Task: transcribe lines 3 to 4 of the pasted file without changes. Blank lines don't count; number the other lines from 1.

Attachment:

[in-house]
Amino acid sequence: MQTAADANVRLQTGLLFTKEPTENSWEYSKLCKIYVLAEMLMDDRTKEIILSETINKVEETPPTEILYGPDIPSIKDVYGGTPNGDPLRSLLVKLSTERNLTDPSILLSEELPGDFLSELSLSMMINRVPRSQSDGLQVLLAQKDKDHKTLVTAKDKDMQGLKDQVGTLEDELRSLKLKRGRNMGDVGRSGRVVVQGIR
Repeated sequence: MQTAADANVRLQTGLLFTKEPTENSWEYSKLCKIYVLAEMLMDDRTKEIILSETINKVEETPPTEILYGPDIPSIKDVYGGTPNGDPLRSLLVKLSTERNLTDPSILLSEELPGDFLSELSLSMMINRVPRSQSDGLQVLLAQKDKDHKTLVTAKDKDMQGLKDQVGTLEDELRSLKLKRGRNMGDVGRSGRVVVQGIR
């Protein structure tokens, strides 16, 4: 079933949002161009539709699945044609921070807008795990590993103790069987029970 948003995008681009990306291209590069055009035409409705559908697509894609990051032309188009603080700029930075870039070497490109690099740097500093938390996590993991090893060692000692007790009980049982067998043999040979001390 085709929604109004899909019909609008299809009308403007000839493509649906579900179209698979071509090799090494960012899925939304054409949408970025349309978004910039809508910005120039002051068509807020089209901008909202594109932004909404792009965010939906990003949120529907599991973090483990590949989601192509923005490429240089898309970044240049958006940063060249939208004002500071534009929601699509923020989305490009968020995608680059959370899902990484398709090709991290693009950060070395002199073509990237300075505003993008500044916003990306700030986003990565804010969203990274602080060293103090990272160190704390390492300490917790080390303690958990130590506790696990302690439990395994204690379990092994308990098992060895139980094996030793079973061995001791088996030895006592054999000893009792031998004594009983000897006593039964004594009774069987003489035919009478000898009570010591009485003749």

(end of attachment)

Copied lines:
Repeated sequence: MQTAADANVRLQTGLLFTKEPTENSWEYSKLCKIYVLAEMLMDDRTKEIILSETINKVEETPPTEILYGPDIPSIKDVYGGTPNGDPLRSLLVKLSTERNLTDPSILLSEELPGDFLSELSLSMMINRVPRSQSDGLQVLLAQKDKDHKTLVTAKDKDMQGLKDQVGTLEDELRSLKLKRGRNMGDVGRSGRVVVQGIR
């Protein structure tokens, strides 16, 4: 079933949002161009539709699945044609921070807008795990590993103790069987029970 948003995008681009990306291209590069055009035409409705559908697509894609990051032309188009603080700029930075870039070497490109690099740097500093938390996590993991090893060692000692007790009980049982067998043999040979001390 085709929604109004899909019909609008299809009308403007000839493509649906579900179209698979071509090799090494960012899925939304054409949408970025349309978004910039809508910005120039002051068509807020089209901008909202594109932004909404792009965010939906990003949120529907599991973090483990590949989601192509923005490429240089898309970044240049958006940063060249939208004002500071534009929601699509923020989305490009968020995608680059959370899902990484398709090709991290693009950060070395002199073509990237300075505003993008500044916003990306700030986003990565804010969203990274602080060293103090990272160190704390390492300490917790080390303690958990130590506790696990302690439990395994204690379990092994308990098992060895139980094996030793079973061995001791088996030895006592054999000893009792031998004594009983000897006593039964004594009774069987003489035919009478000898009570010591009485003749």